I have used thin and light computers in the past but never one quite like this before. On paper it's not unlike the MacBook Air from Apple but there are a lot of little differences to make this something a little more special, in my opinion. There are a lot of little details making this feel very much like a luxurious precision engineered machine that a lot of skilled work and refinement went into. It's the sort of thing that will have any tech-lover drooling in awe.
The Samsung Series 9 Ultrabook is really something you’ll want to see in person to appreciate. Pictures and text simply can’t do it justice. Once you feel it in your hands you can appreciate the very solid build feel it has with its unibody duralumin enclosure having double the strength of aluminum. When you pick it up you’ll notice just how light it is at 2.6 pounds - lighter than a 13.3” Macbook Air. When you close it, you can appreciate it being a mere half an inch thick.
The 13.3” SuperBridge Plus widescreen display sports a glorious 400 nits of brightness. That's twice as bright as the standard notebook screen making this usable even in direct sunlight. The screen is also thankfully anti-glare which makes it even more user friendly. If you’ve been using glossy screens which have become inexplicably popular as of late you’ll really notice the difference. Powered by Intel HD Graphics 3000, this tiny machine does a surprisingly good job in the visual presentation department. It even automatically adjusts the screen brightness based on ambient light levels to save you from eye strain.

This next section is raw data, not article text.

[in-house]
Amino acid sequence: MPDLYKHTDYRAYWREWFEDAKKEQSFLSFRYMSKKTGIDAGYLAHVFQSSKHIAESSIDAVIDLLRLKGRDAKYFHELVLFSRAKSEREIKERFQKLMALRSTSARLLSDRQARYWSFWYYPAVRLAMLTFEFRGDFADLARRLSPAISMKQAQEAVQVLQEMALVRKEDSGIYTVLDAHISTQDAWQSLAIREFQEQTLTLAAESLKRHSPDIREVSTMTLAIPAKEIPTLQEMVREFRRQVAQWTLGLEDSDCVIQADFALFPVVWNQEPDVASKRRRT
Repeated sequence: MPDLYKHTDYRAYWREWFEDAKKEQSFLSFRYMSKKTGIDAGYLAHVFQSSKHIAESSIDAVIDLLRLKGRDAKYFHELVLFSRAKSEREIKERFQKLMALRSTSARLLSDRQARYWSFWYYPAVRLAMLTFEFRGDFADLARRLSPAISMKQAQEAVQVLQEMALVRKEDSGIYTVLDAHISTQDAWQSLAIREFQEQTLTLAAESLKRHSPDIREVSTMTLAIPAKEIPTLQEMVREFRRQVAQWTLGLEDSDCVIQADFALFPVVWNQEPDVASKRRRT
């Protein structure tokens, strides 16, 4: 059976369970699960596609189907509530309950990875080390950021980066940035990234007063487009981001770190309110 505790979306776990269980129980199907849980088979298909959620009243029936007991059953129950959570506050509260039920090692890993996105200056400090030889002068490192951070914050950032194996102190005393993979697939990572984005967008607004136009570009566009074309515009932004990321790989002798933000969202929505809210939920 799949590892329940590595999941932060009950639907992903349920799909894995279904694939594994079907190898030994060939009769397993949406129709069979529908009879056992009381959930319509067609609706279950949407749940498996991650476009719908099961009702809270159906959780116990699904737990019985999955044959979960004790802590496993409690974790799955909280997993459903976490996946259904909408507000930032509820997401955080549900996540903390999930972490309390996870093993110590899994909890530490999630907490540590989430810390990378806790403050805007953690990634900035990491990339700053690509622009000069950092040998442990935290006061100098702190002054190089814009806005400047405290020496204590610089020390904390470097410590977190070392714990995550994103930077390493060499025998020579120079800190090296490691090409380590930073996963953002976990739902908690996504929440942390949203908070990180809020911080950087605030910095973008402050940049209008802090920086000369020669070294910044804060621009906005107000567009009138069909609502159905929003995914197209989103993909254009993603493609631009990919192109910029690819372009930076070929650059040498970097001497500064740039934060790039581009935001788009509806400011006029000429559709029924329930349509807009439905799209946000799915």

The 128 GB SSD and 1.6 HGz Intel i5 2467m CPU make the computer pretty snappy too. It will cold boot Windows 7 in under 15 seconds. This is clearly an ultra-mobile work machine and designed for you to be able to just start it up and get straight to work in a hurry while being able to conveniently take it with you on the road. Even the power supply is tiny, with a flat mobile-phone-like form factor and weight, perfect for sliding into your laptop bag without any problematic bulges typical of the usual power bricks. The seven-hour battery ensures you won’t need to take it out of your bag too often too.
Its got all the other usual bells and whistles you’d expect; 802.11 abg/n networking, Bluetooth x3.0, Gigabit LAN, Micro HDMI, Usb 3.0, a memory card reader, et cetera. No shocks there. Nothing has really been left out. The biggest complaint I have is that the machine comes with a system recovery DVD while the unit understandably has no optical media drive. Would having the system recovery tools pre-loaded onto a USB drive or SD card have been too much to ask? That's hardly a deal breaker and when you consider that its the biggest complaint I could come up with, you’ll realize how much I love this computer. Its possibly the nicest, most high quality PC I’ve ever used.
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